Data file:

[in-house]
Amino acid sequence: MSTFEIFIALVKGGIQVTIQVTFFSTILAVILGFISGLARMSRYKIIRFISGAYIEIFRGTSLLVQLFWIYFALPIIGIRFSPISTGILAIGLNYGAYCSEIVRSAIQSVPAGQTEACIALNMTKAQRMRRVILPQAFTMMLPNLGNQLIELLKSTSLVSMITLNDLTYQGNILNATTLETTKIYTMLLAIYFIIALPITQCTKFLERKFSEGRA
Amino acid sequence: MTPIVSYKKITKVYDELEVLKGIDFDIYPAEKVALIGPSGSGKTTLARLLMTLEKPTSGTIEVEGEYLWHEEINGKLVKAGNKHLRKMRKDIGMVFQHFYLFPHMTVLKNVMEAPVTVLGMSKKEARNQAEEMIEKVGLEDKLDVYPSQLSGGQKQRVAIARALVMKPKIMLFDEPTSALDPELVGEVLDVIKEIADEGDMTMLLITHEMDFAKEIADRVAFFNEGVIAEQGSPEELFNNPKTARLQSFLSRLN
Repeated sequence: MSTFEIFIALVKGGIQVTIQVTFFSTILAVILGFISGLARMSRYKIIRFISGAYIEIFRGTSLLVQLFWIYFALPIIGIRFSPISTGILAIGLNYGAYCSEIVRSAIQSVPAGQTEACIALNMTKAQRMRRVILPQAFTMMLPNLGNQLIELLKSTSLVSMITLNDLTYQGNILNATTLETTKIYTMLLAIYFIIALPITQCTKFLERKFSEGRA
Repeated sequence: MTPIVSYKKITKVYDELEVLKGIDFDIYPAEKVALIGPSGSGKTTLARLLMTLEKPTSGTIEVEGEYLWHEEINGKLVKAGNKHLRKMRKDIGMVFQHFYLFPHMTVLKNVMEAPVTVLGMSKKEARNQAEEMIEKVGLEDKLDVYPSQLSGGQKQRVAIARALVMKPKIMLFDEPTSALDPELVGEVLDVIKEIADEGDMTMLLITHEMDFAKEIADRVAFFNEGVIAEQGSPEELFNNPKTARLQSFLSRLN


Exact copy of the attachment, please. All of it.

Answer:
[in-house]
Amino acid sequence: MSTFEIFIALVKGGIQVTIQVTFFSTILAVILGFISGLARMSRYKIIRFISGAYIEIFRGTSLLVQLFWIYFALPIIGIRFSPISTGILAIGLNYGAYCSEIVRSAIQSVPAGQTEACIALNMTKAQRMRRVILPQAFTMMLPNLGNQLIELLKSTSLVSMITLNDLTYQGNILNATTLETTKIYTMLLAIYFIIALPITQCTKFLERKFSEGRA
Amino acid sequence: MTPIVSYKKITKVYDELEVLKGIDFDIYPAEKVALIGPSGSGKTTLARLLMTLEKPTSGTIEVEGEYLWHEEINGKLVKAGNKHLRKMRKDIGMVFQHFYLFPHMTVLKNVMEAPVTVLGMSKKEARNQAEEMIEKVGLEDKLDVYPSQLSGGQKQRVAIARALVMKPKIMLFDEPTSALDPELVGEVLDVIKEIADEGDMTMLLITHEMDFAKEIADRVAFFNEGVIAEQGSPEELFNNPKTARLQSFLSRLN
Repeated sequence: MSTFEIFIALVKGGIQVTIQVTFFSTILAVILGFISGLARMSRYKIIRFISGAYIEIFRGTSLLVQLFWIYFALPIIGIRFSPISTGILAIGLNYGAYCSEIVRSAIQSVPAGQTEACIALNMTKAQRMRRVILPQAFTMMLPNLGNQLIELLKSTSLVSMITLNDLTYQGNILNATTLETTKIYTMLLAIYFIIALPITQCTKFLERKFSEGRA
Repeated sequence: MTPIVSYKKITKVYDELEVLKGIDFDIYPAEKVALIGPSGSGKTTLARLLMTLEKPTSGTIEVEGEYLWHEEINGKLVKAGNKHLRKMRKDIGMVFQHFYLFPHMTVLKNVMEAPVTVLGMSKKEARNQAEEMIEKVGLEDKLDVYPSQLSGGQKQRVAIARALVMKPKIMLFDEPTSALDPELVGEVLDVIKEIADEGDMTMLLITHEMDFAKEIADRVAFFNEGVIAEQGSPEELFNNPKTARLQSFLSRLN